5 November 2019 - 20:33,
by Trevor Flannigan,
I recently had to remind myself of the “big idea” when it comes to hiring and recruiting plumbers, technicians, electricians, and other tradesmen and women. It’s all about sales and marketing; something that I think we do extraordinarily well as an industry. Everything we do is based around sales and marketing. We have a well-defined value proposition, we have great jingles, spend a great deal of money to keep in front of customers, and we loop in almost every part of our business on this plan. From customer service representatives, to training for technicians, to incentive-pay for our people to satisfy the mission.
However, for some reason we don’t let that framework impact our recruitment strategy. It’s a little baffling. And I can say that because I’m in the same boat. I did this wrong so many times. And I forget it all the time even after I remember it again. It’s a big blind spot for us.
A typical top-notch service company has a process for getting new customers:
- Advertise on TV, radio, google, our website, etc.
- Customer stands in a puddle of water or in a cold house and they think of the first jingle their reptile brain gives them
- We answer the phone when they call in less than 3 rings (every ring after that is purgatory)
- We get ALL the information and assure them that we are the right place and we will take care of the issue
- We send out a technical person; he greets them, puts on booties, sets expectations for what to expect on the visit, inspects the issue with the customer, educates the customer on the issue and gives options based on their conversations while he is there, and ultimately executes the work, collects payment and asks if everything was a five star experience.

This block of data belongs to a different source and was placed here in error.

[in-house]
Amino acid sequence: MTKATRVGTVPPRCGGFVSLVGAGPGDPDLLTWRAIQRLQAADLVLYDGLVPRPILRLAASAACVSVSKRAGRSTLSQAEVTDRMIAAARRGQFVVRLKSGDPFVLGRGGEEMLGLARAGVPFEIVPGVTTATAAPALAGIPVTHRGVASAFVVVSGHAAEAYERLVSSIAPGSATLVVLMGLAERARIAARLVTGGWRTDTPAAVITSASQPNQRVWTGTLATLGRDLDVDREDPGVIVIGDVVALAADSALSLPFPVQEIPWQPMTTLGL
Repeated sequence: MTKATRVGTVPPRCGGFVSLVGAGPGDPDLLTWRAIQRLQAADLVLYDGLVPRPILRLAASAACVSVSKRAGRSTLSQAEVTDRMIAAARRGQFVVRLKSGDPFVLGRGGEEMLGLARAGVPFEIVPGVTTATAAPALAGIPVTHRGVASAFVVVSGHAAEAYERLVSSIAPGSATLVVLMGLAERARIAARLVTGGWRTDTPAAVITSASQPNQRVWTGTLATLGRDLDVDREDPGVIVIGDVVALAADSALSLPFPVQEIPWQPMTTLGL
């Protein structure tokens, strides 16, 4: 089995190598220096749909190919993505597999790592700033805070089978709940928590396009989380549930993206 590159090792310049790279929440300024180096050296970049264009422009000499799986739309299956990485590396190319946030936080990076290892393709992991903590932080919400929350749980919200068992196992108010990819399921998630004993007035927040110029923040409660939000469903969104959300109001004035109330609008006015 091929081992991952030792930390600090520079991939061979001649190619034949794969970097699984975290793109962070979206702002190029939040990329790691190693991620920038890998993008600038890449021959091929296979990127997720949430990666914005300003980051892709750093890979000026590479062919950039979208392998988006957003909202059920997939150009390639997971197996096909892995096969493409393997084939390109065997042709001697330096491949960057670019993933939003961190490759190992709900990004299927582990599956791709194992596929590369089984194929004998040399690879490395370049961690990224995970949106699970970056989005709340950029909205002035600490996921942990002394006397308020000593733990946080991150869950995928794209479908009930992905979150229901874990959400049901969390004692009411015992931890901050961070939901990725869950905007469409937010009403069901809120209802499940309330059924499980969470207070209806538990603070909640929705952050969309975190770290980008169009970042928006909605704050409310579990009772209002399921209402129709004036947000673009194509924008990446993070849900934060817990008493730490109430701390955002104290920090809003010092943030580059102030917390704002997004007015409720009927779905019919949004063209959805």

- We might even follow up with a thank you card from the technician or if it was a large installation, a small gift from the company
We understand that as a company we aren’t competing with other service companies. We are competing with customer experience across the board. We are up against Chick-fil-a, Marriott, etc. I think that as an industry, we compete really well in the experience game.
However, this is our typical process for getting new technicians:
- Technician is fed up with their current job; hours are too long, bad manager, feels like he/she doesn’t matter, spouse wants them to look around
- They google some larger companies that they know are in their area (because he doesn’t see advertising like a consumer and his/her reptile brain can’t think of just one) and submits an online application for each
- A week, a month, a couple months go by…
- Then as a company, we think about following up because we can afford it/need someone/ have time…
- We call and they answer. We are super robotic on the phone because that’s what we are told is professional and what you are “supposed” to do for interviews
- They agree to come in next Tuesday for an interview at 1pm because that is when we told them is the best time for us.
- I’ll mention that the time delay made them forget about a lot of the pain and also made them somewhat convinced that you might be a lot like their current situation
- On Tuesday, they don’t show up. We get discouraged/ pissed/ sad.
- We probably didn’t empathize with the fact that the guy was working that day and was wearing a company uniform and driving a wrapped truck and may have had jobs to go do. And the risk of people finding out wasn’t worth it. So, he regretfully didn’t show up.
- Then we complain to everyone we know how hard it is to find technicians.
- Why don’t we respond as quickly to new applications like we do customers asking for help?
- Why don’t we advertise for technical roles like we do customers?
- Why do we act robotic on the phone when we should be building value?
- Why do we schedule interviews in the middle of our workday instead of around their schedule?
- Why don’t we get coffee off site and talk about the elephant in the room of how they might be wearing a uniform and you won’t be, and it won’t look weird?
How can we use all our skills in the marketing and sales arena when it comes to hiring and recruiting?